German Election: Doris prepares for life out of the limelight

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The Independent Online
SHE WAS by his side on Sunday night, stepping up for a rare appearance of the limelight as her husband milked the adulation. Doris Schroder-Kopf, Germany's First Lady, has not had much time to get used to her new role, and the country may need some time to become accustomed to her.

For one thing, she is one of the youngest wives to enter the Chancellery, and unlike previous incumbents, she does not easily conform to the role expected of her.

Ms Kopf, 34, has been married to Mr Schroder for only a year. They were wed a few weeks after the politician got his divorce from his third wife, Hiltrud. A divorced journalist who brought up her daughter, now aged seven, alone, the new First Lady might have become a role model for a generation of German women.

Asked yesterday if she had any political ambitions, Ms Kopf said that, unlike Hillary Clinton, she was not interested. "I have another profession. I am a journalist," she said.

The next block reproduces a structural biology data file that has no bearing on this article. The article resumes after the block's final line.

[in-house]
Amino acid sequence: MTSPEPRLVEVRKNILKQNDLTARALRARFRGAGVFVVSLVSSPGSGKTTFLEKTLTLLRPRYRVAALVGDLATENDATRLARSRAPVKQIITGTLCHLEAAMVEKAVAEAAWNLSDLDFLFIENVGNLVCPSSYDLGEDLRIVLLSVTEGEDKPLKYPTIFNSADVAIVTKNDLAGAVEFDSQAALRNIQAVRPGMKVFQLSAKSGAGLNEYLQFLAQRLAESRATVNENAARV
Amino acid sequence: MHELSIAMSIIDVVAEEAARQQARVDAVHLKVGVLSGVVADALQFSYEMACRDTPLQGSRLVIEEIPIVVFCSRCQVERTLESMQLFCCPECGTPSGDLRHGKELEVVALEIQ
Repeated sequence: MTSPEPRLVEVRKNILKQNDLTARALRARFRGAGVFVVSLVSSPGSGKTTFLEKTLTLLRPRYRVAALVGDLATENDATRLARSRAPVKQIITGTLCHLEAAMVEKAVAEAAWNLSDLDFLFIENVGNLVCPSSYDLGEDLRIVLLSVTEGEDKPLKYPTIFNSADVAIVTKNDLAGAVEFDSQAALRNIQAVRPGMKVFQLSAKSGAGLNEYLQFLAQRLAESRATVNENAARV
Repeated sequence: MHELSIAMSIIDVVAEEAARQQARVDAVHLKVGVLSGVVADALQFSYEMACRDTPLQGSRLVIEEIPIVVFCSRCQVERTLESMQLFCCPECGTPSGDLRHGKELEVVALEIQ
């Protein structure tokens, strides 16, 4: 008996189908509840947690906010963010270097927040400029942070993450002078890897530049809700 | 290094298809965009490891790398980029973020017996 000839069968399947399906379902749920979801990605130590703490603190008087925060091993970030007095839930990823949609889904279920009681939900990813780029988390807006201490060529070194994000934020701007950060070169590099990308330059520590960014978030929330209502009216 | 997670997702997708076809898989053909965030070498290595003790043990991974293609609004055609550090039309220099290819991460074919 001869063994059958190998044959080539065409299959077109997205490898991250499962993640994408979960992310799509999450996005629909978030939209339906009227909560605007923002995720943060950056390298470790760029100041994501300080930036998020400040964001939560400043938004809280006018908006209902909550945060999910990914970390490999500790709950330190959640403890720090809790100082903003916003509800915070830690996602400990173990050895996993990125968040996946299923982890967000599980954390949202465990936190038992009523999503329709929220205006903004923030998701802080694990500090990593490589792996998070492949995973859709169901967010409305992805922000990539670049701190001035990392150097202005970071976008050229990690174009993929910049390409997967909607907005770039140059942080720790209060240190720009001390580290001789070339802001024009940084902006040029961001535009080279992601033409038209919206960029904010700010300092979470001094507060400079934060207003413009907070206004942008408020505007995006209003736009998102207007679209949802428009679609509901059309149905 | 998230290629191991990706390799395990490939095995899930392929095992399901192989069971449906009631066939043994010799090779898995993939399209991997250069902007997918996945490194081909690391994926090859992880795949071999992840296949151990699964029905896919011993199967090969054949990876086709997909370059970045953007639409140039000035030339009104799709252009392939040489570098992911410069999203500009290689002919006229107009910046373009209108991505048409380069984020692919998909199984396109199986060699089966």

But when Mr Schroder started campaigning in the summer, his wife decided to give up her job at a radio station and to concentrate on looking after the household. The Schroders live in a small attic flat in Hannover.

Despite her husband's campaign as a force for change, Ms Kopf so far fits the traditional German mold of the self-effacing politician's wife, unlike Hiltrud, who was for ever spearheading causes and courting publicity.

Ms Kopf is intent on shielding herself and her daughter from prying eyes.

The family will not even be moving to Bonn. Ms Kopf will follow her husband to Berlin when he takes the government there next year.

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